“I love Ron Allen, he proved that one can be old and skate something else than just bowls.” A very famous French desk editor just told me this, and he pretty much summed up exactely why Ron’s the man. I mean, H Street, Life, the ’90s heart throb company Fun (Pupecki, Keenan, Travis Mc Glothin, Huf, Liversedge… and even this close to get Gino) and the politically-charged American Dream -the resume says it all.
What’s below is just a small portion of a really long interview I did with him recently, a well-deserved space for the original “I make my my music for my own part” pro. Besides how Ron was not too stoked on some morbid graphics the Godoys did for him, and how he got paid off from H Street with 500 boxes of plain white t-shirts in order to start a new company somewhere else, I also found out some interesting bits about his experience in the music field. While I’m at it by the way, how come everybody remembers Sheff from A Soldier’s Story, but never John De Ago? I digress, though. Ron Allen about music, it’s pretty long, and it’s right here:
“Rudy Ramos was this amazing musician, he could play every instrument. He could play bass, he could play guitar, he could play everyting. He would lay down a drum track, play instruments and I’d come in and do vocals to it. Just me and him in his appartment making 4-track music. And all the people were like tripping, they thought it was baaad! Then a couple of stuff we did with bands, but it would always come after we did the 4-track stuff. We’d call ourselves Black Dress Theory, Sir Lady Java or Loopzilla cause we were making loops. I didn’t know it would ever been known. I even did an interview with a German mag, just about Shackle Me Not’s music, they called it ‘H Street music’! We weren’t even a garage band, we were a ‘inside somebody’s bedroom band’. I would record the lyrics in a closet, shut the door and just bang out the lyrics.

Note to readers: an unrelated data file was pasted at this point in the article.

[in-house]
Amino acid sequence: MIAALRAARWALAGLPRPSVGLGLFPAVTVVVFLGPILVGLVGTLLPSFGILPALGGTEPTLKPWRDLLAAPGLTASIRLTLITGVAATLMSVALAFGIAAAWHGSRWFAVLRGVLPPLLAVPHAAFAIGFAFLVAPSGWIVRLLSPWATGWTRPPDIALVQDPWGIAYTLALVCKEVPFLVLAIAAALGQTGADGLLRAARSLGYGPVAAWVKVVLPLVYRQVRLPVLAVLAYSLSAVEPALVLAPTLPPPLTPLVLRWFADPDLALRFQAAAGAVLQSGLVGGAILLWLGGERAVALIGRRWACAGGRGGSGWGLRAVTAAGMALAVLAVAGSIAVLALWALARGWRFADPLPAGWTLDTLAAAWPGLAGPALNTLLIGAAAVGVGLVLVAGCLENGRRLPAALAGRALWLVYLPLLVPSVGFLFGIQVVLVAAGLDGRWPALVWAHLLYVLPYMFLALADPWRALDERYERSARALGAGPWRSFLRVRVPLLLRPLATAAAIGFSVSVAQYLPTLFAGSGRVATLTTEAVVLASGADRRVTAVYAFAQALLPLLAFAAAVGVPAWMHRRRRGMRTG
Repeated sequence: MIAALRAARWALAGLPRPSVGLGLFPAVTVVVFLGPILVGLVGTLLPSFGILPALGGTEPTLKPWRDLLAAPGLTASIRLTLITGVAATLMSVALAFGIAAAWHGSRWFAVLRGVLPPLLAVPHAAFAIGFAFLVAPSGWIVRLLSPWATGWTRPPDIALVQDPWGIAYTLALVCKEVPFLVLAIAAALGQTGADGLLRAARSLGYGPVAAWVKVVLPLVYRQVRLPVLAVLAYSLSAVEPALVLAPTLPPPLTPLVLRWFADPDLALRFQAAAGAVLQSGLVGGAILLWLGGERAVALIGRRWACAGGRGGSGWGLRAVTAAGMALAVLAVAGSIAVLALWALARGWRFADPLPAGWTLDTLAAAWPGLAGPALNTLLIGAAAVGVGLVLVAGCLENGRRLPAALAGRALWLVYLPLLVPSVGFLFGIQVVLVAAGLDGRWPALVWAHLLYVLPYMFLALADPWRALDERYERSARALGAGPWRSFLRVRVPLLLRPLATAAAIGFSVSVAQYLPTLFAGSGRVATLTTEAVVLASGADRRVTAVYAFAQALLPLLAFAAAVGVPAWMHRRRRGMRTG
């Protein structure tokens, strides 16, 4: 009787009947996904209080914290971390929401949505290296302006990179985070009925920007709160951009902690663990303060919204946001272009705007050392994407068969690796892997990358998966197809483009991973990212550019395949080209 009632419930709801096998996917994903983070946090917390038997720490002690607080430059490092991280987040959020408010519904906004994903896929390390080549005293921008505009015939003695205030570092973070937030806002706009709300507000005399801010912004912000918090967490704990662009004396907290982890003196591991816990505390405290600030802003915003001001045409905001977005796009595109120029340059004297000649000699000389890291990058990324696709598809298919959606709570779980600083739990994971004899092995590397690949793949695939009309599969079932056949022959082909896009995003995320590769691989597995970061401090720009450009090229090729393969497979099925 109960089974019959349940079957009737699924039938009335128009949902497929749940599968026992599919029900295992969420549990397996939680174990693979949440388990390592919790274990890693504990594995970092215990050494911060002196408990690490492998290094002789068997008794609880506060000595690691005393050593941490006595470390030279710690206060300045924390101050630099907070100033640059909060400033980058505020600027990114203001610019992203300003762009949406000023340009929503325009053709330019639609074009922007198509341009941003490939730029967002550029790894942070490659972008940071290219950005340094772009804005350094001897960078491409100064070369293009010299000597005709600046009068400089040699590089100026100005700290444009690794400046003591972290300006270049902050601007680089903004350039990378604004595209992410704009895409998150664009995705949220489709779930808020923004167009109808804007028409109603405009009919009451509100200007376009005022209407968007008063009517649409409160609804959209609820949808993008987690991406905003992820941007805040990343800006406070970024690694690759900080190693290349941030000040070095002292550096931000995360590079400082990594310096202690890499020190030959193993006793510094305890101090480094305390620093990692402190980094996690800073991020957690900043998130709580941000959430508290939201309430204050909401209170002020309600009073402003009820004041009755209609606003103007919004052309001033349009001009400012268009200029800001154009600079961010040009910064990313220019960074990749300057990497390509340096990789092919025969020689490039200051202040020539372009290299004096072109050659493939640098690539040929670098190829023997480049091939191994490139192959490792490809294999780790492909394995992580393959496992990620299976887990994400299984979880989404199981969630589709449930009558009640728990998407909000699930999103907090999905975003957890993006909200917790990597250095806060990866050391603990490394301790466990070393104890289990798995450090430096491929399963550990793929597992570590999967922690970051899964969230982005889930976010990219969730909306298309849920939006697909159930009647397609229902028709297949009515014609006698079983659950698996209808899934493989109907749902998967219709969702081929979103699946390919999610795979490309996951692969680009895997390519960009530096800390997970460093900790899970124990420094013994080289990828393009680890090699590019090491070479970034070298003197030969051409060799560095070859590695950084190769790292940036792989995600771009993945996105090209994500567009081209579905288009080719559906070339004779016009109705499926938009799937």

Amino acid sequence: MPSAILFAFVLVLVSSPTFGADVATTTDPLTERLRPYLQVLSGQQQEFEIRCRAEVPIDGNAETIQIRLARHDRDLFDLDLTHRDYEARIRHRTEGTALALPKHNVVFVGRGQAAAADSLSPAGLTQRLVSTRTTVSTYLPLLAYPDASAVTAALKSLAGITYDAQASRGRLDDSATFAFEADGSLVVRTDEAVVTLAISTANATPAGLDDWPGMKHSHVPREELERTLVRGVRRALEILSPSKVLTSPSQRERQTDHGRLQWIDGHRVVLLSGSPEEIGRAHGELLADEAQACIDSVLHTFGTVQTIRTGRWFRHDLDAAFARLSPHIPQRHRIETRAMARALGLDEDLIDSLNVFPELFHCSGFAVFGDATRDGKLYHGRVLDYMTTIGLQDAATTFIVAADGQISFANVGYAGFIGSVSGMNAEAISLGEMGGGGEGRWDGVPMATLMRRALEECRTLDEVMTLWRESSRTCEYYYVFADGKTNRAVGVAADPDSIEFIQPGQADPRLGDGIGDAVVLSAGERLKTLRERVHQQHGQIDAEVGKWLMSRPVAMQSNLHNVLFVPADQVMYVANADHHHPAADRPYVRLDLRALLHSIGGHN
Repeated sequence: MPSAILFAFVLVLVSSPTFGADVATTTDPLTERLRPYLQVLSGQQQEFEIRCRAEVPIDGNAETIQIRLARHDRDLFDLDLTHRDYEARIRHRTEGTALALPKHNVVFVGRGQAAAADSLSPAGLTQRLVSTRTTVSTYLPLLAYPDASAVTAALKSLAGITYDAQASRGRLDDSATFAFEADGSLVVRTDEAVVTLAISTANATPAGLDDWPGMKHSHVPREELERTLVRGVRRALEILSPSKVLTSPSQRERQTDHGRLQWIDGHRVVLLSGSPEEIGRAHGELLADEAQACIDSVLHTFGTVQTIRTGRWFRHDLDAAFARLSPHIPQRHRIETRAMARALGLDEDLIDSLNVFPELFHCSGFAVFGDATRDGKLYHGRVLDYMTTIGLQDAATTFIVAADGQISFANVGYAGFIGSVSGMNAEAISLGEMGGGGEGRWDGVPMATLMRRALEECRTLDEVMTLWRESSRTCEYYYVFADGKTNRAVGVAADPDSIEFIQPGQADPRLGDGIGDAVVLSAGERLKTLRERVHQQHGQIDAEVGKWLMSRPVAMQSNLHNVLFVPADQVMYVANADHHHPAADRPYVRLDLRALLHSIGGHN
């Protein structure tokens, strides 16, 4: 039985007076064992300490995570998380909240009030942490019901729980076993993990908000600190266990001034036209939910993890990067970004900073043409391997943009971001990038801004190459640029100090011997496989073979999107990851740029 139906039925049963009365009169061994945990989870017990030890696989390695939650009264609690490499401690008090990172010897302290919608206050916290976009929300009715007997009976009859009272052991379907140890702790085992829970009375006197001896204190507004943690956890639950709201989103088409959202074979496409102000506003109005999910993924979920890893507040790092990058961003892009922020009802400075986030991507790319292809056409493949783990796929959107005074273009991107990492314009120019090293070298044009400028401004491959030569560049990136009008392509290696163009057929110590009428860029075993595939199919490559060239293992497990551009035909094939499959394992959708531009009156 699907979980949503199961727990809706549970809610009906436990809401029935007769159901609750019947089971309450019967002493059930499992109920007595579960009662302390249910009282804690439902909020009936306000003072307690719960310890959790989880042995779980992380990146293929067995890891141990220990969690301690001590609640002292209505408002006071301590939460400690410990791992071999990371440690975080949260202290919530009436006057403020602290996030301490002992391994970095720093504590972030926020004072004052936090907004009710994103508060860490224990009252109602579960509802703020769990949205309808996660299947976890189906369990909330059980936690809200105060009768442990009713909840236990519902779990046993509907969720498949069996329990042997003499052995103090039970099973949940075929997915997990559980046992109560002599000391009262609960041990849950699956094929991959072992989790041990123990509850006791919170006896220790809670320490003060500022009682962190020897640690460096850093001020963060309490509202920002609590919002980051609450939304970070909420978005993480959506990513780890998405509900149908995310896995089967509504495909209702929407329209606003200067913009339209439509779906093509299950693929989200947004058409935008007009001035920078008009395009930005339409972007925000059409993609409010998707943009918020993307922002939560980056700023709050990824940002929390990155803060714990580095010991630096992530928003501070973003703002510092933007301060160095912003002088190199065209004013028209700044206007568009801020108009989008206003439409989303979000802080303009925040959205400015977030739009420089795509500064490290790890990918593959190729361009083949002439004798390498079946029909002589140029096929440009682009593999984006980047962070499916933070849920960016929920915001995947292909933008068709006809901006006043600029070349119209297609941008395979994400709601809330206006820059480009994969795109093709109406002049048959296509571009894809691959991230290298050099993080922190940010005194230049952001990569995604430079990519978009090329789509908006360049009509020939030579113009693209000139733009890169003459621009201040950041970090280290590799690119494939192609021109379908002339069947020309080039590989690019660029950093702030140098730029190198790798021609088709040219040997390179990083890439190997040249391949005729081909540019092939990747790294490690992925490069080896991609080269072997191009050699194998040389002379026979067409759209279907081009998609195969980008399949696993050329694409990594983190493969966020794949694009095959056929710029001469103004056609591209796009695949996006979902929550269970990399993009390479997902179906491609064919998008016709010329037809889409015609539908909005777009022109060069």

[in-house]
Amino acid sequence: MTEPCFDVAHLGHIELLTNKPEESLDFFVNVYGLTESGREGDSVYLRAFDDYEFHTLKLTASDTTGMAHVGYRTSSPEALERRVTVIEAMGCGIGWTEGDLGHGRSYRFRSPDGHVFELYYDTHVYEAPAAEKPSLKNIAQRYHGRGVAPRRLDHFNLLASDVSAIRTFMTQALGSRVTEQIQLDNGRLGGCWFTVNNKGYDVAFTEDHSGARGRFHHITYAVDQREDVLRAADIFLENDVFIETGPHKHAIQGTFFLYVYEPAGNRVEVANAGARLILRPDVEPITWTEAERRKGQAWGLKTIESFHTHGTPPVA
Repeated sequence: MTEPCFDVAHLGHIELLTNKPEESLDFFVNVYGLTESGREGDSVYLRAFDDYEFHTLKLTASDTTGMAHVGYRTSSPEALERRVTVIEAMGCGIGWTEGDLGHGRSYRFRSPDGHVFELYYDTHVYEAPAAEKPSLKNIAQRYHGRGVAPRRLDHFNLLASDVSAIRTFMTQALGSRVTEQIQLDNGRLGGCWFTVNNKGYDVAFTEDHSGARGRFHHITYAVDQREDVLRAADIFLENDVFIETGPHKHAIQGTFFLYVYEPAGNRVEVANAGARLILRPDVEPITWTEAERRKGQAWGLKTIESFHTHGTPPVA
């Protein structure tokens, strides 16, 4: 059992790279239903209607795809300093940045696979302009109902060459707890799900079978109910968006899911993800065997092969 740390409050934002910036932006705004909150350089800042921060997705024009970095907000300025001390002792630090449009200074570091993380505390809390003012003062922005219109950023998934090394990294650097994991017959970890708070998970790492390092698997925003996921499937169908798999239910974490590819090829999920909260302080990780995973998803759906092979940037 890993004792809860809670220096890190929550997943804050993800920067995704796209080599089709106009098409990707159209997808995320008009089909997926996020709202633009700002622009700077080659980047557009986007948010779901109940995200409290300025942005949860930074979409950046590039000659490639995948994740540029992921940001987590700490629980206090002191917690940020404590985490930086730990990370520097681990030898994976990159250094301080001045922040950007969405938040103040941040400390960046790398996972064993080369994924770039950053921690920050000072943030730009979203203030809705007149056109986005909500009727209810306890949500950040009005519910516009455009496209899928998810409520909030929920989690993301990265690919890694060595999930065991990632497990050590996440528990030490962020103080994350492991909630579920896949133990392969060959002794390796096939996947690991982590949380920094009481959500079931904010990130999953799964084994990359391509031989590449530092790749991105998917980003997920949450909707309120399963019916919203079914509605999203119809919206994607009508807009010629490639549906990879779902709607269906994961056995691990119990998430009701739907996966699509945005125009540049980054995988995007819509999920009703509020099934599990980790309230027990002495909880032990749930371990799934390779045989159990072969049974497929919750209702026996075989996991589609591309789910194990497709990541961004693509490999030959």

Most of it was me and Rudy. It’s funny, we split out cause he hated rap and I couldn’t help it, I loved it. That’s when I made the music switch from being involved in rock to hip hop. I play with a lot of different bands. I was just the lyricist for that band Cannonball, they toured and played everywhere. It was jazz, then they’d funk it up or hip hop it up and I’d rhyme over it. They played in more places in California than I have ever heard of.
There was a third band called Hueman Flavor. It was interesting cause it came right when the whole skate thing kinda ended for me, when Deluxe told me that American Dream was over, and I was kinda like wow, tripping on that. I was hanging out at this jazz club and there were playing. They had this dude named Josh Jones and they were these sick jazz cats. I was like, man, I wanna rhyme in that band some day. So I did a couple shows with them, then I was invited to this gig they had every Tuesday. After that they were invited to the San Francisco jazz festival and they were like, dude, you rhyming on stage with us. So I went, I was the first MC to rhyme at this festival. At that time it was taboo, hip hop and jazz, you wouldn’t do that…
They ended up opening for sick acts, like Nas. I remember at the time I was the younger in the band, and I was 32! There were some heavyweights in that band. The guitar player, he was also my landlord, when Jerry Garcia died, they asked him to come and perform. They were like, you ride that skateboard, huh?
And then in 1997-98, my girl and I did a night club in the City, for like two-three years, called the Red Light. We’d do the flyer for it, find the talent for it, but it was such a blast, so many arists came through, you’be blown away by who’s on your stage. Freestyle Fellowship used to come through. Sometimes they’d come through and there’d be 8 people in the club. And then slowly it got more popular. There are some nights where Weapon Of Choice played, George Clinton got on stage with them. Literally, capacity was 750 and there were 1500 people there that night. It was just that little hip hop Monday night in San Francisco.”
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